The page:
Science’s real problem

I was reading this interesting article in the Independent about scientists, and namely, their lamentation that they are under “villification” by “polemicists” in the media. And that’s a fair question; science has been misrepresented and misconstrued for years. Journalists like big, definite things to sell to their readers, even when science doesn’t really have such a big thing, or it has misgivings or qualifications as to what it’s trying to present.

But the problem that the new president of the Royal Society brings up isn’t so much the media’s fault. Rather, I feel it lies at the fault of the scientists. We are both, of course, talking about “climate change” (or “anthropogenic global warming,” or what-have-you.) This is certainly a field full of controversy. But what exactly is Sir Paul talking about when he says that scientists are “under attack” and that he is shocked at the “vilification and distrust levelled at some scientists?” I don’t really see that going on. Sure, you have some blowhards on talk radio and late night cable saying some dumb things. Ignore them, they say dumb things about everybody. But in general, has there been vilification and distrust?

I argue against the former but tentatively for the latter. No, people are not “vilifying” scientists, and we are not going on a crusade against them. But there are a great number who are skeptical of what these scientists are saying, and are even more skeptical at their so-called “remedies” to our so-called “problems.” And is not skepticism the entire crux of which science depends upon? Is not science saying, “What is that, how does it work, why does it happen that way, and I’m not sure I buy that explanation“?

For this case, I point to the scandal at East Anglia. The article states that “four independent inquiries have cleared the scientists involved of scientific fraud or misconduct” but pray tell, what was the point of altering the data in such a fashion? No one has explained this to me. Not one. And I’m just supposed to buy that “this is how we do science?” Balderdash.

There are also serious questions raised over how they gained the data, namely over their temperature stations, many of which started out in rural areas but were then absorbed and surrounded by pent-up conurbations, particularly in China, thus distorting the data for later years. There’s the question of the IPCC’s inclusion of an unfinished grad student’s paper in their report, and their information on receding glaciers taken from casual remarks made by hikers.

There is undoubtedly a great deal of questioning about how much federal funding goes into projects to study “global warming” and into the supposed remedies for it. Let’s open up that can of worms; I’d be very interested in that sort of information, though I doubt Sir Paul and his ilk would be. They always croon about “global warming denialists” receiving money from the big bad oil companies, but has anyone done a serious inquiry into how much money government pours into the coffers of climate change scientists? And has anyone connected the dots and thought, if the scientists concluded that global warming was not happening, what would happen to said government funds?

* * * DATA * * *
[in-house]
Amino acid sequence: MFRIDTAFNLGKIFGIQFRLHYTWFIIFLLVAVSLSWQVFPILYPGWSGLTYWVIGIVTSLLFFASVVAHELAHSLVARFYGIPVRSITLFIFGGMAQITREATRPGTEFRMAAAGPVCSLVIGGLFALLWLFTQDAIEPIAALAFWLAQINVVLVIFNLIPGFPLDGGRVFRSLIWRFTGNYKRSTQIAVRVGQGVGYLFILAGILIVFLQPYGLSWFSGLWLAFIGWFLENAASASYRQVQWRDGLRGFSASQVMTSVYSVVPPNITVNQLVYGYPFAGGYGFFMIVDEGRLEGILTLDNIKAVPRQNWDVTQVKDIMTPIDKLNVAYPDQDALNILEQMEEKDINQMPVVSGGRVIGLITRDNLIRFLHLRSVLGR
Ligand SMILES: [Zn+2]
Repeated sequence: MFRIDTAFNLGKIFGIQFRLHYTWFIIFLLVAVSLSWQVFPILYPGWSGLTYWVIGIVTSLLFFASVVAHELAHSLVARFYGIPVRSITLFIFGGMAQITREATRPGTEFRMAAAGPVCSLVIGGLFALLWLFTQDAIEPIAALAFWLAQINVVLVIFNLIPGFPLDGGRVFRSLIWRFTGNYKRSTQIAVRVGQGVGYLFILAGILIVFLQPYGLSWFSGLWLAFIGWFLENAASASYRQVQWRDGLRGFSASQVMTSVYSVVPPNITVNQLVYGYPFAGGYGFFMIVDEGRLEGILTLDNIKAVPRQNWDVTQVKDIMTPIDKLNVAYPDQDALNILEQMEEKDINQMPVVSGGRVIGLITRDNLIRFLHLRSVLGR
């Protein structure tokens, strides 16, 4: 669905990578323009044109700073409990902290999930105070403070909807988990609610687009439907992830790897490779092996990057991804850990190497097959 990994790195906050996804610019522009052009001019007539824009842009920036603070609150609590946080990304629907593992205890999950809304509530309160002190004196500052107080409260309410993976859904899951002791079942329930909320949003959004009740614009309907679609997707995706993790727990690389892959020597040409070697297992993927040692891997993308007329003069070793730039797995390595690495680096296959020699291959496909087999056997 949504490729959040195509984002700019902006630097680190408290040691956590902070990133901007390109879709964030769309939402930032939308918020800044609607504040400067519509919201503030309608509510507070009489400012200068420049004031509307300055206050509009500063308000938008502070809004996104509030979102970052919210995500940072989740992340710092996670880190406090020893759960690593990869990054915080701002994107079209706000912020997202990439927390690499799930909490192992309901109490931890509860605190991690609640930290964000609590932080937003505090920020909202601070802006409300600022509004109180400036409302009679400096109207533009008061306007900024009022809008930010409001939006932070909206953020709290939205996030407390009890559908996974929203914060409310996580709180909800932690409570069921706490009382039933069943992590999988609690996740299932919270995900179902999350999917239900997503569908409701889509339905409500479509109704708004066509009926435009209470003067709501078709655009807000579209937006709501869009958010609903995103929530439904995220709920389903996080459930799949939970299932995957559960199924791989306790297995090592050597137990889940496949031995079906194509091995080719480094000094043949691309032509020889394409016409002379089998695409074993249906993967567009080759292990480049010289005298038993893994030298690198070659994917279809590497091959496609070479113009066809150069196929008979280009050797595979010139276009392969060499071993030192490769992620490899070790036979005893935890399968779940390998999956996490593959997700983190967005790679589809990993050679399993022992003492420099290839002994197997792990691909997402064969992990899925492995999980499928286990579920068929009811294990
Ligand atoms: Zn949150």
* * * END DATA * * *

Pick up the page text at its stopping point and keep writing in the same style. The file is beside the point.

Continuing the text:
And finally, there’s a very big question of: have their looked up recently? I can excuse the scientists at East Anglia for missing this–they do live in England, after all–but there is a very large body of burning gas up there that emits a huge amount of light and heat, and is one, if not the one, major factor in our climate. Maybe if they talked more about the Sun rather than us piddling human beings who cannot hope to blow this planet asunder–well, not yet, anyways–they’d get less dubious looks.

No, the real problem facing scientists is that they act shocked–shocked, I tell you–that the public has the temerity to doubt their assertions. Other intellectuals, fine, they’re used to that. But the public? The public is supposed to take their statements unquestioningly! After all, they’re scientists! This is their job! They cannot accept the public doubting their conclusions. They (probably) feel its going back to pre-Enlightenment times. That is the problem facing scientists today. And thus, the problem is not with science at all.

For the record, I do believe in climate change and global warming, however, I do not believe it affects us nearly as much as these scientists do. No, I believe that it will not be a serious threat to our existence for at least three or four centuries, most likely longer. New York City will not be flooded by 2050 (maybe if there was a god, it would be), the polar bears will still have glaciers, and demagogues will have other issues to complain about.

I welcome scientists who wish to enter the debate, and “take on” those “polemicists” in the “media” who distort what they say. But let’s all be honest about this. Otherwise, they’re being as polemical as all those other guys.